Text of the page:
An attractive black woman walks across the street in a cute red dress with matching wedges, flawless skin and hair that could almost pass for her own. Her movements, her motion, her intent are all so graceful that they look slightly rehearsed. Your eyes glaze about her from top to bottom. You feel a sense of pride at her presence, then envy as your eyes scan her breasts and the rings that circle her neck. Her smile is bright yet doesn’t manage to intimidate you, her manner is confident, and just when you’re about to enter a state of bursting resentment for how well this woman carries her natural beauty, you lean forward and strain your eyes in realization that she’s wearing bright colored contacts… and it messes it ALL up.
A person’s eyes are usually the first thing that you see while speaking to them. While in high school, the two women that were close to my complexion that I thought were beautiful both wore colored contacts on a regular basis. One wore a light hazel and the other rotated blue, green, gray, and brown to match her outfits. I’d always wanted to try them out, but my mother would roll her eyes at me when I mentioned them. “What’s wrong with your eyes?” she’d ask. “If you don’t like your eyes, then you don’t like me,” she’d shrug. So I would eventually drop the subject in consideration of her feelings. I made a friend however, who worked at a beauty supply store and managed to get me a pair of gray contacts by my senior year. I was ecstatic. They were temporary and could only be worn for about a week or so, but it was perfect for me because I only really wanted them for the homecoming game, where I was up for queen. I remember standing on the field with my father, and while I waited for the winner’s name to be called, while my eyes scanned the stadium of white faces, I noticed a new confidence; a rush of excitement at the new element of my physical appearance that I thought made me stand out. But it really looked a hot mess….and I wish I knew then what I know now.
In the early 1980’s shortly after the inception of contact lenses into (affordable) optical culture, colored contact lenses were made available to the masses, spreading widely through flea markets, convenience stores, and beach shops. Along with changing an individual’s eye color, the lenses mimic the eyes of cats, wolves, snakes, and became so popular that by the late 1990’s they could be found at beauty supply stores for $20 a pair.
What began as a cool way of changing an individual’s physical dynamic, or an alternative to Mardi Gras masks at Halloween costume parties, was consumed by the black community (though somewhat subconsciously) as a way to stand one inch closer to the world’s intangible and timeless standard of beauty. Light eyes were a way (commonly seen among darker shades of people) to stand out. The challenge is that it is not always viewed as just a way to stand out in newness as seen in White culture with celebrities like Paris Hilton, Brad Pitt, Tom Cruise, and Britney Spears. In our community it is usually a way to stand out despite, and that is where the hurdles line the turf. When the contact lenses stay on, when we dwell on the attention and the assumed beauty that the blue and hazel eyes grant, we are almost crippling ourselves to the ideal that what is natural to us is unattractive; that in a world of thin lines and open interpretations, we are still always on the wrong side.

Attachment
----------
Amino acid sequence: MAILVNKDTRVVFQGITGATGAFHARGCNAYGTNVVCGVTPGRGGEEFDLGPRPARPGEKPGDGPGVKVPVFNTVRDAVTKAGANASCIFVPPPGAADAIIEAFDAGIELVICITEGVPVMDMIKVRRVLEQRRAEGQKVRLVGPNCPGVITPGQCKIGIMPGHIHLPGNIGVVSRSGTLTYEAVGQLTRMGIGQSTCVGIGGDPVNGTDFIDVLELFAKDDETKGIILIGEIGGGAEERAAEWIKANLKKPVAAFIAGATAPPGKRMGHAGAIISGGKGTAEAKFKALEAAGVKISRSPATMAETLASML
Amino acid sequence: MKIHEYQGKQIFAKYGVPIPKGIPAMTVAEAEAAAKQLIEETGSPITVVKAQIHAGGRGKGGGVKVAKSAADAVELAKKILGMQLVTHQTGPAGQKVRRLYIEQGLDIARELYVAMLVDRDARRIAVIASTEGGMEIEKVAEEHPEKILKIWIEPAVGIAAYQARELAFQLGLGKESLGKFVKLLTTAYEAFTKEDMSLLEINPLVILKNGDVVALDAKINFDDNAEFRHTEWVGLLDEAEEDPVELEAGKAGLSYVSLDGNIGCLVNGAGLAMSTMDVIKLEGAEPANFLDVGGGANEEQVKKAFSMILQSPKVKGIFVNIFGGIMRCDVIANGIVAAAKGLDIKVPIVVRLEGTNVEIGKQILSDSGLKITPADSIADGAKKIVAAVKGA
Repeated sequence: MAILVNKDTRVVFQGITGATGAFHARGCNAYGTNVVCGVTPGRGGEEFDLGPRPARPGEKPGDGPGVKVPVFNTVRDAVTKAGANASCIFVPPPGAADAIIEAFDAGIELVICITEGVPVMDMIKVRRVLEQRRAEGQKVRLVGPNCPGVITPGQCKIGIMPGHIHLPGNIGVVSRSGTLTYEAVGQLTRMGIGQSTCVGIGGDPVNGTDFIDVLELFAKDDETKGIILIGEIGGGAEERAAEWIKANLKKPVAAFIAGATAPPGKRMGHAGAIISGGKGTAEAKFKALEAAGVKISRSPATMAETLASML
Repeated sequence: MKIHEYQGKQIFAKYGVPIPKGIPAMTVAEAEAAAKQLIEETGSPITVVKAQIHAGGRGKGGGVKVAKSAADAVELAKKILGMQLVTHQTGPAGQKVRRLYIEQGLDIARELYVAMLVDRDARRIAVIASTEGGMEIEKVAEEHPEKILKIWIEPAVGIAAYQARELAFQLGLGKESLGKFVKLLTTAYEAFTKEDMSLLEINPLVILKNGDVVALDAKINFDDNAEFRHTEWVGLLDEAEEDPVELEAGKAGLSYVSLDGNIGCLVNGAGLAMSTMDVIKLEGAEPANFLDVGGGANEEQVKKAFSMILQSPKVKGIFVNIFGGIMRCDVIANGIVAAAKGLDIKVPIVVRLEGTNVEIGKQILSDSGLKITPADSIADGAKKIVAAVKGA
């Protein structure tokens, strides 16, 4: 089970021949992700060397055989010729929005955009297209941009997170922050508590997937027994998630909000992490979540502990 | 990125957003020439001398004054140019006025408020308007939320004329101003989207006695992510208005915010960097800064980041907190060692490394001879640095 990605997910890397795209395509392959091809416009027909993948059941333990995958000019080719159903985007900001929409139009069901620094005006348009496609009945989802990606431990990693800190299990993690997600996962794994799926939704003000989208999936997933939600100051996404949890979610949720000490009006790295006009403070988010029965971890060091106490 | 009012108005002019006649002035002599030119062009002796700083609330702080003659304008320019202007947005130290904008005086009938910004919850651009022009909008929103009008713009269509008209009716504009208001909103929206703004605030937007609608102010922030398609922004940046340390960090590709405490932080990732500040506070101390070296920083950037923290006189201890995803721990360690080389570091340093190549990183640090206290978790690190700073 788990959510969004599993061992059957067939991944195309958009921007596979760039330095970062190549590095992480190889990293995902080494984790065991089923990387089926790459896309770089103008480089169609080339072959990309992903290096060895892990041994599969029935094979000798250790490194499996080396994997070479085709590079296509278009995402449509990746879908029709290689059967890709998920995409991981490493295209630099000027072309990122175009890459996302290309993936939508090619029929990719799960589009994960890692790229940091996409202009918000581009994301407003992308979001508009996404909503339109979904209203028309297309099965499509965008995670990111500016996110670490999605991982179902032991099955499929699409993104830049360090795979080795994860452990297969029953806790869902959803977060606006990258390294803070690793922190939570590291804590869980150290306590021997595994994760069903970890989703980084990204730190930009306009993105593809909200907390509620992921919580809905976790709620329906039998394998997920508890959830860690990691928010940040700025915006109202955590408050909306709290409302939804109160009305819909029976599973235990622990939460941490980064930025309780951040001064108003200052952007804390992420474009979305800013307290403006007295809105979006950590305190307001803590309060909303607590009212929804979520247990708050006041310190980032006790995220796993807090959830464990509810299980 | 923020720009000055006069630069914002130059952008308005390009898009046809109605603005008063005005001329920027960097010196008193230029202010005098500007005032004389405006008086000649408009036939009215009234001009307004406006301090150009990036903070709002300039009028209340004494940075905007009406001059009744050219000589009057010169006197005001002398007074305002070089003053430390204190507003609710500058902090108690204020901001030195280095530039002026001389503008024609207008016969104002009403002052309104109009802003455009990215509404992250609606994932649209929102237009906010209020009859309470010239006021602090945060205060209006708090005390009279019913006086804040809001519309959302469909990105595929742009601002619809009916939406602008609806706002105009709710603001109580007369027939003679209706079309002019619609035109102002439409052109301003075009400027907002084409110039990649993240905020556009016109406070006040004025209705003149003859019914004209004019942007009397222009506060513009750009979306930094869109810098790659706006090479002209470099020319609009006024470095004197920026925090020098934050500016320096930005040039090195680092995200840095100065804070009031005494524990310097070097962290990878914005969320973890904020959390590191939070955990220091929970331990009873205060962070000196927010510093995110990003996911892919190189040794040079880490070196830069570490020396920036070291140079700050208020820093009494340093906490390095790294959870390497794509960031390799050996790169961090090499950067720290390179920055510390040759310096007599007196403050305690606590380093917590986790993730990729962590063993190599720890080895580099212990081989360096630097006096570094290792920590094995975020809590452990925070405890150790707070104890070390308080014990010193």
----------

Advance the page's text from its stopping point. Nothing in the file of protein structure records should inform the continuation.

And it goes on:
In the 2004 book, Shifting: The Double Lives of Black Women in America by Charisse Jones, the author writes:
…..the Black men who’re making millions—the doctors, the lawyers, the athletes—are going after the White woman. And I think that’s the reason why we change our appearance.” Cheryl, who wears her hair straightened with an added weave, says that Black women try to look more European, wearing colored contact lenses, for example, in order to be more appealing to Black men: “We’re hoping a Black man will say, ‘Hey she’s just as pretty as this White woman right here.’ We’re trying to get their attention.”
So are colored contacts, like blonde weaves, just subconscious emulations of what we are taught and bred to believe is truly beautiful? Perhaps. Apparently colored contacts are a huge trend in
Although there are Rx (prescription) lenses widely manufactured by Freshlook, Acuvue, and Durasoft, the majorities of colored lens users (within our community) do not have a prescription, and consume the products at flea markets and second hand shops.
In October of 2002, the FDA warned that the extended use of decorative, non-corrective lenses could result in serious eye injury. Robert Longley of usgovinfo.com wrote:
“Cases of corneal ulcer associated with wear of decorative contact lenses in excess of the recommended period have been reported to the FDA. Corneal ulcer can progress rapidly and lead to internal ocular infection if left untreated. Uncontrolled infection can lead to corneal scarring and vision impairment. In extreme cases, this condition can result in blindness and eye loss, according to the FDA.
FDA also warns of other eye risks associated with use of decorative contact lenses, including:
- conjunctivitis (an infection of the eye);
- corneal edema (swelling);
- allergic reaction;
- corneal abrasion from poor lens fit; and
- reduction in visual acuity, contrast sensitivity, and other visual functions, resulting in interference with driving and other activities.
According to FDA Deputy Commissioner Dr. Lester M. Crawford, the FDA has approved the prescription-only sale of some contact lenses for cosmetic use, such as colored lenses. FDA's approval guarantees these lenses were made under sterile conditions, and requires that consumers be told how to insert and care for the lenses in a way that minimizes chances of such side effects as infections or abrasions.”
However, most health hazards that result in the extended wear of these lenses can be prevented if an optometrist is visited for proper fitting.